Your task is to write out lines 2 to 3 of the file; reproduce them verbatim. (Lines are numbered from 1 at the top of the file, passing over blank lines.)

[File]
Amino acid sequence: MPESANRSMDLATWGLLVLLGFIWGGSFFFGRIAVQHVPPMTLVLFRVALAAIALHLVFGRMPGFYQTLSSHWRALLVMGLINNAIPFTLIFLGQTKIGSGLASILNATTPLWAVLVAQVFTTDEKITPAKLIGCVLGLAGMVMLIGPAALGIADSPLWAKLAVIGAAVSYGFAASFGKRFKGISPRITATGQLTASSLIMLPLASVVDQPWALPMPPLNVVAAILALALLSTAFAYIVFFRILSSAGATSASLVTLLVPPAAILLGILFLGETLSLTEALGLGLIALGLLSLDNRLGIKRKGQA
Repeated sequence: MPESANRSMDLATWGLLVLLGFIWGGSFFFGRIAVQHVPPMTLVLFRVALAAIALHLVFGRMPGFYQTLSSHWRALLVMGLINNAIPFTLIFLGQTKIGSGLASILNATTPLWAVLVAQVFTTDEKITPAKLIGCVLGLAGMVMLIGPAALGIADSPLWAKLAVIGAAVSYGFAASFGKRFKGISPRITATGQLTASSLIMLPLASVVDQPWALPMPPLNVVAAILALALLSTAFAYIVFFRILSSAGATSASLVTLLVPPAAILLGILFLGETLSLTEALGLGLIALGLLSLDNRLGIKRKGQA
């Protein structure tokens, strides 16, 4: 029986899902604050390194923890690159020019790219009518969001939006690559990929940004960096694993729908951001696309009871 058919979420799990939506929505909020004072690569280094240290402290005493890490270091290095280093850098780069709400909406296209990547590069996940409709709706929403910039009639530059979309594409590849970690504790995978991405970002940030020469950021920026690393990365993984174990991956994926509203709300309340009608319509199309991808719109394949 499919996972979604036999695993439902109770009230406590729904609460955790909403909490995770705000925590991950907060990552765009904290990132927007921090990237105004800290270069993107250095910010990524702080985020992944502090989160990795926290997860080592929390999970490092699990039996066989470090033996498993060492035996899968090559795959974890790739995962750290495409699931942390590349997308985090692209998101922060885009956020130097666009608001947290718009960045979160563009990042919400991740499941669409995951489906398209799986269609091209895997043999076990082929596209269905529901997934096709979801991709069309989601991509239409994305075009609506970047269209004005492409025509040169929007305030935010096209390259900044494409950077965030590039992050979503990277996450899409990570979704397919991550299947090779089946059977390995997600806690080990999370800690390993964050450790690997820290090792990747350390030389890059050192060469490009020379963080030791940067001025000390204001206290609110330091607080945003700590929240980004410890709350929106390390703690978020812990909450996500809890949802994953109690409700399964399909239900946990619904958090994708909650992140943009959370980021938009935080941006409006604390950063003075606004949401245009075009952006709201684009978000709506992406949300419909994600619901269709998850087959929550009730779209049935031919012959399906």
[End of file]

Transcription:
Repeated sequence: MPESANRSMDLATWGLLVLLGFIWGGSFFFGRIAVQHVPPMTLVLFRVALAAIALHLVFGRMPGFYQTLSSHWRALLVMGLINNAIPFTLIFLGQTKIGSGLASILNATTPLWAVLVAQVFTTDEKITPAKLIGCVLGLAGMVMLIGPAALGIADSPLWAKLAVIGAAVSYGFAASFGKRFKGISPRITATGQLTASSLIMLPLASVVDQPWALPMPPLNVVAAILALALLSTAFAYIVFFRILSSAGATSASLVTLLVPPAAILLGILFLGETLSLTEALGLGLIALGLLSLDNRLGIKRKGQA
């Protein structure tokens, strides 16, 4: 029986899902604050390194923890690159020019790219009518969001939006690559990929940004960096694993729908951001696309009871 058919979420799990939506929505909020004072690569280094240290402290005493890490270091290095280093850098780069709400909406296209990547590069996940409709709706929403910039009639530059979309594409590849970690504790995978991405970002940030020469950021920026690393990365993984174990991956994926509203709300309340009608319509199309991808719109394949 499919996972979604036999695993439902109770009230406590729904609460955790909403909490995770705000925590991950907060990552765009904290990132927007921090990237105004800290270069993107250095910010990524702080985020992944502090989160990795926290997860080592929390999970490092699990039996066989470090033996498993060492035996899968090559795959974890790739995962750290495409699931942390590349997308985090692209998101922060885009956020130097666009608001947290718009960045979160563009990042919400991740499941669409995951489906398209799986269609091209895997043999076990082929596209269905529901997934096709979801991709069309989601991509239409994305075009609506970047269209004005492409025509040169929007305030935010096209390259900044494409950077965030590039992050979503990277996450899409990570979704397919991550299947090779089946059977390995997600806690080990999370800690390993964050450790690997820290090792990747350390030389890059050192060469490009020379963080030791940067001025000390204001206290609110330091607080945003700590929240980004410890709350929106390390703690978020812990909450996500809890949802994953109690409700399964399909239900946990619904958090994708909650992140943009959370980021938009935080941006409006604390950063003075606004949401245009075009952006709201684009978000709506992406949300419909994600619901269709998850087959929550009730779209049935031919012959399906």